Will followed his daughter as far as the front porch, then turned back to Tori. “See you at the ranch for Sunday dinner?” he asked.
“Sure.” She reached up and plucked her glasses off her head. After he left, she'd probably go back to reading up on her current court case. If her life involved anything besides work, her daughter, and her friendship with Natalie, Will hadn't seen any sign of it. Tori was a beautiful woman. She could marry again any time she chose to—hell, that bastard Garn Prescott would have her in a minute. But she and Will had been divorced for eight years, and she was still alone.
“Call if there's any problem,” she said, meaning a problem with Erin.
“Don't worry about it.” He turned away and went down the steps to join their daughter in the truck.
While Erin buckled her seat belt, Will made a quick call to Sky to let him know they were coming. Then he backed the truck out of the driveway.
For a few blocks they drove in awkward silence. Then Erin spoke. “Well, I guess Mom told you my big news,” she said.
“I guess she did.” Will touched the brake at the stop sign and swung the truck onto Main Street.
“I'm not the first girl in my class to get my period. Michelle Hawkins got hers right after school started. And Emily White got hers two months ago. And there are probably some I don't know about. I'm just glad not to be the last. That would be humiliating.”
“Well, congratulations, I guess,” Will said.
“Thanks. How's Tesoro? Does he miss me?”
“He always misses you. Just like I do.” In the darkness of the cab, Will allowed himself a smile. Even after twelve years, he and Tori had a lot to learn about being parents.
 
Lauren speared a morsel of steaming beef from the plate someone had set in front of her. Taking a bite, she forced herself to chew. She didn't mind good barbecue, but this piece was tough enough to make her wonder if the steer had died of old age. And she could hardly spit it out in front of the guests who'd paid extra to share the round banquet table with the congressman.
“Nothing like good old-fashioned Texas barbecue,” her father was saying. “Now if only I could get my colleagues in the House to sit down to a meal like this, we could solve all the country's problems in one afternoon!”
“And the next day you could invite the Senate!” Josh Hardesty, the governor's stepson, glanced around the table, waiting for a response to his joke. Garn Prescott obliged him with a hoot of laughter. Her father was trying too hard, Lauren thought. For that matter, so was Hardesty.
Representing his stepfather at the fund-raiser, Josh Hardesty was handsome in an overblown way, his Armani suit and silk tie too formal for the countrified setting with hay bales and red-checked tablecloths. He had a way of raising his wrist to check the time on his diamond-studded gold Rolex, as if to display the vulgar piece for Lauren's eyes. He'd arrived at the party in a red Maserati, and Prescott was practically drooling over him. Lauren was under strict orders to be gracious, in the hope of coaxing an extra digit onto his contribution check.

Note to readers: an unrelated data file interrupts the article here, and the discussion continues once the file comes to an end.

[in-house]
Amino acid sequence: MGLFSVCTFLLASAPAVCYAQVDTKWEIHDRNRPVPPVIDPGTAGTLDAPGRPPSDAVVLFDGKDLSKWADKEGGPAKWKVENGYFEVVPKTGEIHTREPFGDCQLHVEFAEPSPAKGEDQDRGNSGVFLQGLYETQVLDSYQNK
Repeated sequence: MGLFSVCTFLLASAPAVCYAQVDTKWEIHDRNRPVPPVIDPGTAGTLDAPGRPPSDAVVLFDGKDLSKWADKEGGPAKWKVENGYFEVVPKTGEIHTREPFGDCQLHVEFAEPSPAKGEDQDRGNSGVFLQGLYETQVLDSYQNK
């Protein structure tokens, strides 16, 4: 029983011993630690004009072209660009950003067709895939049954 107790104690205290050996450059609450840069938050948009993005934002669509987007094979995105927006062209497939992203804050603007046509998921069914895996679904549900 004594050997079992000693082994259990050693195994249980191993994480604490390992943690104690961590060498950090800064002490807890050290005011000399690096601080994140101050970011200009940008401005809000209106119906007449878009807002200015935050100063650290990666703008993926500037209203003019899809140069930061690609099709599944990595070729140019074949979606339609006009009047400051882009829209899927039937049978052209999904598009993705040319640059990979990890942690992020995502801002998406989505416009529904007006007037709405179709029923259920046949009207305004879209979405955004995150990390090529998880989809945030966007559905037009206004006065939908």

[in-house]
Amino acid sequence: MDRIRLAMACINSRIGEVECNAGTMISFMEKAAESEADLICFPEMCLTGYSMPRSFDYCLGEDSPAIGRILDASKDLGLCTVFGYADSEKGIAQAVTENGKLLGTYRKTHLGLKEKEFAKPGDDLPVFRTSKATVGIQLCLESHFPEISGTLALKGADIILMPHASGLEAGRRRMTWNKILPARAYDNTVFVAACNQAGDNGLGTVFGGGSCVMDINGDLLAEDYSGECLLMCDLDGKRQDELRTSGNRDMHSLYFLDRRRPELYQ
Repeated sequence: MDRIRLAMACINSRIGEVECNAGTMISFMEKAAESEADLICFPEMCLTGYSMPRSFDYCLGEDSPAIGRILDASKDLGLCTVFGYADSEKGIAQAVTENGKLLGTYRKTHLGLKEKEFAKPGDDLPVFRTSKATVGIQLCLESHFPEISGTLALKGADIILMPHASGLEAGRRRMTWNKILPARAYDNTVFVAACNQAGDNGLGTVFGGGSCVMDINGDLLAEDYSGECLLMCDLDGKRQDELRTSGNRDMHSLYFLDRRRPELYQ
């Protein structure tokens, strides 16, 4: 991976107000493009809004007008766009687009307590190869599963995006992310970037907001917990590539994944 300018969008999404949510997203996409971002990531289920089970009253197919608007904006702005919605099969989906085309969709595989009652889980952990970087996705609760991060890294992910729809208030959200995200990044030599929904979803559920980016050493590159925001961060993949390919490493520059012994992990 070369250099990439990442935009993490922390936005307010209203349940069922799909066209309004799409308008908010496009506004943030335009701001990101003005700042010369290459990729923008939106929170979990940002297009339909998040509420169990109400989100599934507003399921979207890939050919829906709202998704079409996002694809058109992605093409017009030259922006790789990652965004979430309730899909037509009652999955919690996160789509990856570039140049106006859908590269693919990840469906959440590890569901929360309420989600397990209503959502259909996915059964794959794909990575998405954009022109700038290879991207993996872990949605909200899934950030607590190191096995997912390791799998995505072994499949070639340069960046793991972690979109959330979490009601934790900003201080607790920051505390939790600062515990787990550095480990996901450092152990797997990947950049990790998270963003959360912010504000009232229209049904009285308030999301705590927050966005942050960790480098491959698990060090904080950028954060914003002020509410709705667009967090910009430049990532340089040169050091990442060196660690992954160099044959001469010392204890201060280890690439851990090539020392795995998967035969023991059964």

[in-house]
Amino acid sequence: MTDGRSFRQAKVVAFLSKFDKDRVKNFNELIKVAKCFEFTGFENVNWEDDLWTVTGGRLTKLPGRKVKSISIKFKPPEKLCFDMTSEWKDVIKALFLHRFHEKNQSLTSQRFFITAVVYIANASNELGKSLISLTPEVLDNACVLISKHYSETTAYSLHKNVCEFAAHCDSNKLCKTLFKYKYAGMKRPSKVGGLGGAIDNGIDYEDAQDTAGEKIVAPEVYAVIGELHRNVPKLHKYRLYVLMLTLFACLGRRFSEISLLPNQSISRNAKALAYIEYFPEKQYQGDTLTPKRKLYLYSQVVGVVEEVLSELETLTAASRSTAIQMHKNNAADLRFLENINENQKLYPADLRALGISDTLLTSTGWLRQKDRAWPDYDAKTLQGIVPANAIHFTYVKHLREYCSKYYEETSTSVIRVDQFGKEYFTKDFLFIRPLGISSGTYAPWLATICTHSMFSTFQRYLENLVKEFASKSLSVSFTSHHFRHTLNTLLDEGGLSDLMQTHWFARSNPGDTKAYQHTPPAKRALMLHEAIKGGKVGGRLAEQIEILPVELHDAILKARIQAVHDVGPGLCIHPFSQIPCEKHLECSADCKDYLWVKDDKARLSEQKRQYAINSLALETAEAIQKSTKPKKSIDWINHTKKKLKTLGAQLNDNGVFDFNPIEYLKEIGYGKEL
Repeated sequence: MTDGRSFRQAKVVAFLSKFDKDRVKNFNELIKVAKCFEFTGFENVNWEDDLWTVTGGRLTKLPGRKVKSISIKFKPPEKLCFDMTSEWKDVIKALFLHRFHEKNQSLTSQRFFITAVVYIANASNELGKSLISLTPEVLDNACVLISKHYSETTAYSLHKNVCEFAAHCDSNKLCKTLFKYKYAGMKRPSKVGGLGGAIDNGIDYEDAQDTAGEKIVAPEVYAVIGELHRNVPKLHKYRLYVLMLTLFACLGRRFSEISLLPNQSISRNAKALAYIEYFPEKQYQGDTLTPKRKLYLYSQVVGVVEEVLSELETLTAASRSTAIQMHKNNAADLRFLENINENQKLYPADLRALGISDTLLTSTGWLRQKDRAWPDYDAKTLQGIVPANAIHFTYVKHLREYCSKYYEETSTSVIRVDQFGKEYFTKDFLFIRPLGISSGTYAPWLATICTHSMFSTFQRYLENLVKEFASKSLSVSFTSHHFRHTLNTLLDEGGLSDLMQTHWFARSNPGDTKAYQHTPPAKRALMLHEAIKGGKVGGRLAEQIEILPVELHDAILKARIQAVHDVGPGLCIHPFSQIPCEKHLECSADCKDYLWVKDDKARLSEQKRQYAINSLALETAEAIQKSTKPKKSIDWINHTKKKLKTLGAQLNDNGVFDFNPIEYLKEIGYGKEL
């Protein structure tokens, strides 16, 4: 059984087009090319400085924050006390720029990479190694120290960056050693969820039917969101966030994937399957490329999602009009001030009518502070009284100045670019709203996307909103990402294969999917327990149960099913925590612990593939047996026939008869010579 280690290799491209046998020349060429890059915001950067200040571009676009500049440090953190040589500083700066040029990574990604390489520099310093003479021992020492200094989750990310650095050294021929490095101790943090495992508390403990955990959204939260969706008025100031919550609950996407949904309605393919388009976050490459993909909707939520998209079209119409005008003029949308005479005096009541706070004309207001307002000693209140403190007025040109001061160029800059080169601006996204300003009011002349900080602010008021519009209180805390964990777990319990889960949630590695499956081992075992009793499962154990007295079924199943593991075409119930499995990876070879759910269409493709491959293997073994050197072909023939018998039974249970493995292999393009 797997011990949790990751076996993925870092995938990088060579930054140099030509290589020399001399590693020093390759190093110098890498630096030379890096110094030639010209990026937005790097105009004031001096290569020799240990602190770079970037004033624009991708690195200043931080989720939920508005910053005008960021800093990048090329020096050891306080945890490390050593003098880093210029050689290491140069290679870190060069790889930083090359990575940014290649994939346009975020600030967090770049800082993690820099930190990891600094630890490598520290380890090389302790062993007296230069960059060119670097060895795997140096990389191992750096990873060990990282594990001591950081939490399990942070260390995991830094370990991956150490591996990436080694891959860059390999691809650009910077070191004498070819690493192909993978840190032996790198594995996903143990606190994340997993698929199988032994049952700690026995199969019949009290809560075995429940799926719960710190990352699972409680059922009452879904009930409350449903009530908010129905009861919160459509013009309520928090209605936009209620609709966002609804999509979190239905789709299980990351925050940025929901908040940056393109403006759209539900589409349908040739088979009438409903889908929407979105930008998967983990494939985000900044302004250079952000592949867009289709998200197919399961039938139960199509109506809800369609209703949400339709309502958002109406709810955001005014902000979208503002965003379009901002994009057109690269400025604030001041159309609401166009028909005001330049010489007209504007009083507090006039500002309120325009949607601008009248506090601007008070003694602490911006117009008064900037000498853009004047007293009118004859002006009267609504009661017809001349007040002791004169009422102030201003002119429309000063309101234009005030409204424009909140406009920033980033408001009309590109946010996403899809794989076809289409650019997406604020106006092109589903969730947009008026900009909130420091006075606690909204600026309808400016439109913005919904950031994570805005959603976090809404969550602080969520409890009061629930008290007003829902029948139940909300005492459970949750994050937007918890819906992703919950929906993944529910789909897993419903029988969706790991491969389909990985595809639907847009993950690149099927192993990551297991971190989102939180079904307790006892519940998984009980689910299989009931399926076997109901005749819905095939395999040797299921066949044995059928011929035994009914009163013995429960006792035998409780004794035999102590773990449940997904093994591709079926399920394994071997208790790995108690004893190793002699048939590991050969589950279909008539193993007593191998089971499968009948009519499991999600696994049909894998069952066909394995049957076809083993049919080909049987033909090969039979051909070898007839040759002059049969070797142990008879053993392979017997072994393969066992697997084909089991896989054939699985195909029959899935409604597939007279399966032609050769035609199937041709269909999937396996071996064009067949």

“So what do you think of Texas by now, Lauren?” Hardesty flashed a set of flawless veneers. He was leaning so close that Lauren could have counted the pores on his nose.
Lauren toyed with her food, pretending to eat. “I suppose it has its charms, but I've yet to discover them.” True, she thought. Sky Fletcher was one of the least charming men she'd ever met, but even here she couldn't get him out of her thoughts.
“I'll be in Lubbock for the next few days,” Hardesty said. “I'd be delighted to help you discover some of those charms you're missing.”
“Thanks for the invitation, but I'm a working girl,” Lauren said. “I'm keeping the accounts for two different ranches. People are depending on me to get my work done.”
He shook his head. “I can't understand why a pretty little thing like you would choose to be an accountant.”
“Why not? I've always been good with numbers, and I like the challenge of putting things in order.”
“But all you'd have to do is bat those gorgeous eyes at the right man and you'd be set for life. You could have anything you wanted.”
“Funny,” Lauren said, “that's just what my father tells me.”
Prescott had made it clear that he was hoping for some sparks between his daughter and one of the state's richest single men under fifty. Hardesty seemed interested, but he was far from her type. She would be polite and pleasant for as long as this dreary event lasted. Then she would slip away without giving him her phone number.
Tomorrow she would demand the payment she'd earned—her pick of any horse on the Prescott ranch.
 
Garn Prescott surveyed the banquet hall as the seventy-two-minute address from the former Secretary of Agriculture ended. People were pulling out their chairs, standing up to stretch their cramped limbs. A few were already dashing for the exits. Lord, where had his staff dredged up the old dotard? He'd requested a speaker who could fire up an audience. Instead, the former cabinet member, who looked as if he'd served under Warren Harding, had put most listeners to sleep with his droning monotone. Too late, Prescott realized he should have hired a band with a singer to keep things lively. He couldn't afford a celebrity, but there were groups out there who'd perform for the chance to be heard.
The crowd was up and milling now, some headed for the open bar, more leaving. On the far side of the vast room, Prescott glimpsed Lauren, a fetching sight in jeans, boots, and a western-style shirt. He'd noticed how the cameras flashed when she entered the hall on his arm. Now Josh Hardesty had cornered her, and the two appeared to be deep in conversation. If those two clicked, he would count the event a success. Otherwise it was a near fiasco. He'd be lucky to cover what he'd already paid for the hall rental and the damn-blasted caterer.
“Congressman.” The female voice, coming from somewhere behind his shoulder, recalled the taste of aged bourbon—rich and mellow, with a subtle kick. He turned to meet a pair of absinthe eyes framed by mascara-slathered lashes. The woman wasn't young—well into her forties, he guessed. But there was a sensual quality about her that defied age. Her hair was dyed a flamboyant carmine, her makeup applied with a lavish hand, giving her face an exotic look that brought to mind some ancient Egyptian queen. Her black silk jumpsuit, worn with high-heeled red boots, hugged her generous curves.
BOOK: Texas Tough